This post may be short lived for those that like to update to the latest and greatest. Blue Iris version 5 will be released soon and these instructions may not work on that release.
I love Blue Iris surveillance software, but it can be a major CPU hog if not tweaked. You can really reduce CPU use by utilizing a graphics card (GPU). For example, I am using an , which I purchased on Amazon for $429 in October 2018. I am running Blue Iris on a newer custom built computer with an Intel i7-8700K CPU, 48GB of 3000MHz DDR4 RAM, Nvidia Quadro P2000, with Windows 10 64-bit installed on a 250GB Samsung 970 EVO NVMe SSD. Surveillance video is saved to a 3TB Western Digital Green drive.
This computer is reasonably fast, but when I first installed Blue Iris CPU usage was very high (around 25%). I do have twelve cameras, but I knew CPU use should not be that high because I have installed and configured Blue Iris many times. Here is what I did to get Blue Iris CPU use down to around 2% when not being viewed remotely. Viewing your video feeds on other devices where transcoding is required will increase CPU and GPU use. Mine jumps to around 28% when remotely viewing my cameras on a web browser. And not to ignore the GPU use, when viewing remotely my GPU use is around 48%. When just recording and not viewing remotely, my GPU use is around 8%. Even when at 48% use for Blue Iris, this GPU can still handle transcoding several video streams when using Plex.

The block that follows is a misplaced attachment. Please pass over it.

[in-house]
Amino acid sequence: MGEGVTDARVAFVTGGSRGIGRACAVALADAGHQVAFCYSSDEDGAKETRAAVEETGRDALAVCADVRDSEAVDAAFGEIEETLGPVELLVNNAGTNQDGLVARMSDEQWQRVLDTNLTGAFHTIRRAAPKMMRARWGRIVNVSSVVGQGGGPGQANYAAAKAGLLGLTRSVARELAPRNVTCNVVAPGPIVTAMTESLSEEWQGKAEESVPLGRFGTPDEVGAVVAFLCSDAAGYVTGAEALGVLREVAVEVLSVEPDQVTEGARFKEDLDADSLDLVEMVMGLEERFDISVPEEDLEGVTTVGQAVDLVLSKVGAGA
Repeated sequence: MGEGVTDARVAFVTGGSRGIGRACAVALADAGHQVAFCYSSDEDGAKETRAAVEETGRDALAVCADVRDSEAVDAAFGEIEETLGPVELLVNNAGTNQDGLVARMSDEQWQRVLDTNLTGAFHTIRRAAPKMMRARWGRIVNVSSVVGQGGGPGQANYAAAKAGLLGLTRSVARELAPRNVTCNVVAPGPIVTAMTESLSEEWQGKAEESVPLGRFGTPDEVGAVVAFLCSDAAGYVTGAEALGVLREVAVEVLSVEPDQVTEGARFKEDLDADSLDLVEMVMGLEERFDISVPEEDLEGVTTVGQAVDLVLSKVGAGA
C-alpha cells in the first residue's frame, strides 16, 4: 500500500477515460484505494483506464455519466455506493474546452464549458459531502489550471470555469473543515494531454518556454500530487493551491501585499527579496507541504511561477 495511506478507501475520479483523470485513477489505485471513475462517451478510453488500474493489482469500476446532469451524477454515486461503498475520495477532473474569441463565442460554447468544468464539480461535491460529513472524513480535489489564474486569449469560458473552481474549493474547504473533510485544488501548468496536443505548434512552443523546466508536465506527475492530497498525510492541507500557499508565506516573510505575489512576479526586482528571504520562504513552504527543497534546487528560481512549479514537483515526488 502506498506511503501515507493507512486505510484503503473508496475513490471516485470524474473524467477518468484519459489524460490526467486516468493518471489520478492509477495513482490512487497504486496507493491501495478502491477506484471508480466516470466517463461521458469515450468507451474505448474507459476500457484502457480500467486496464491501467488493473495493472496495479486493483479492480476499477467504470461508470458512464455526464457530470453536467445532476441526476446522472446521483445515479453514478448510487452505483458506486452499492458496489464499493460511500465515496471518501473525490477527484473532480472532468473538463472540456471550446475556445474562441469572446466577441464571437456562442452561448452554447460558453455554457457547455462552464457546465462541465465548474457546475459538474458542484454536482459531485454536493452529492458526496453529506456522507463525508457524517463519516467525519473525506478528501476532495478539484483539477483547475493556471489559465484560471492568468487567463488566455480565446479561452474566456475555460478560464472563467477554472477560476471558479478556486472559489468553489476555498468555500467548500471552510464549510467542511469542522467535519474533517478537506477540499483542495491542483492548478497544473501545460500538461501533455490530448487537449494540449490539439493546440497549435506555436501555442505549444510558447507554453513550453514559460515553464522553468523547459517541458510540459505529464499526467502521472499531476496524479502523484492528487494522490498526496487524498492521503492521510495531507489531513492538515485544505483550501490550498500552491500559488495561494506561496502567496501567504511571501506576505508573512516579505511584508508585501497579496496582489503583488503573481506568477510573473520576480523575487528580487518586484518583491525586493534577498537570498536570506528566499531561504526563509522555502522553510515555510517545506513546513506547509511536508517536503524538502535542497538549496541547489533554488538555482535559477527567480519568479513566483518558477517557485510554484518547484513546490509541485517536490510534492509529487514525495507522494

Let’s Tweak Some Settings
Go to Blue Iris Options (sprocket icon in upper left of the main window) and select the Cameras tab. Go to the Hardware accelerated decode option and select your GPU and then OK.
Now the irritating part, modifying the settings of each camera. I wish they had an option to make this a universal change across all cameras.
Open a camera (right-click on a camera and select “Camera properties…”), go the “Video” tab and select your GPU from “Hardware accelerated decode,” check the option for “Limit decoding unless required,” and make sure “Enable overlays” is not checked. This last option will not show the date and time on live viewing or in recordings. You can turn on the date and time on each camera, which kind of sucks because the cameras may not keep accurate times. I have my cameras to update their time from a network NTP server, but a lot of the cameras are always off by five minutes or so. Make sure anything else I outlined is red is the same on your system.
Now, go to the “Record” tab and make sure the “Pre-trigger video buffer” is off unless you really need it. Select “Video file format and compression…” to open another window.
Make sure “Direct-to-disc” is selected. I don’t know if it makes a difference with CPU usage, but I have always used “Blue Iris DVR” as the file container. Select OK when you’ve made the desired changes.
Please leave a comment below if you have some Blue Iris tweaks or have an issue with what I have recommended.